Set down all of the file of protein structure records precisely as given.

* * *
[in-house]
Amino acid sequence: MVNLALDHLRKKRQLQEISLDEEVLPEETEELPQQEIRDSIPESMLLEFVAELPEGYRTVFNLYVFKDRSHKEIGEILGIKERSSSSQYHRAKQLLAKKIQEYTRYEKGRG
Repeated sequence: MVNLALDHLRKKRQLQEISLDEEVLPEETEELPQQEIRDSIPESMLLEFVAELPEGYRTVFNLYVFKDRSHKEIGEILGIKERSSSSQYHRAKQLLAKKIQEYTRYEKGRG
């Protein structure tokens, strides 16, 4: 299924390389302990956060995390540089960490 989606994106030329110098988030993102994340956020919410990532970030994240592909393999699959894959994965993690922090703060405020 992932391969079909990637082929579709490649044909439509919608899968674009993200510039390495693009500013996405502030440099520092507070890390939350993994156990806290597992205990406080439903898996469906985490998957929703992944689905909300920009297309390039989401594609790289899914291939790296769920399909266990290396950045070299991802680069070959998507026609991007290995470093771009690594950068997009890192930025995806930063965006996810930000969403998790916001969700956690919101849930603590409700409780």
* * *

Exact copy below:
[in-house]
Amino acid sequence: MVNLALDHLRKKRQLQEISLDEEVLPEETEELPQQEIRDSIPESMLLEFVAELPEGYRTVFNLYVFKDRSHKEIGEILGIKERSSSSQYHRAKQLLAKKIQEYTRYEKGRG
Repeated sequence: MVNLALDHLRKKRQLQEISLDEEVLPEETEELPQQEIRDSIPESMLLEFVAELPEGYRTVFNLYVFKDRSHKEIGEILGIKERSSSSQYHRAKQLLAKKIQEYTRYEKGRG
């Protein structure tokens, strides 16, 4: 299924390389302990956060995390540089960490 989606994106030329110098988030993102994340956020919410990532970030994240592909393999699959894959994965993690922090703060405020 992932391969079909990637082929579709490649044909439509919608899968674009993200510039390495693009500013996405502030440099520092507070890390939350993994156990806290597992205990406080439903898996469906985490998957929703992944689905909300920009297309390039989401594609790289899914291939790296769920399909266990290396950045070299991802680069070959998507026609991007290995470093771009690594950068997009890192930025995806930063965006996810930000969403998790916001969700956690919101849930603590409700409780």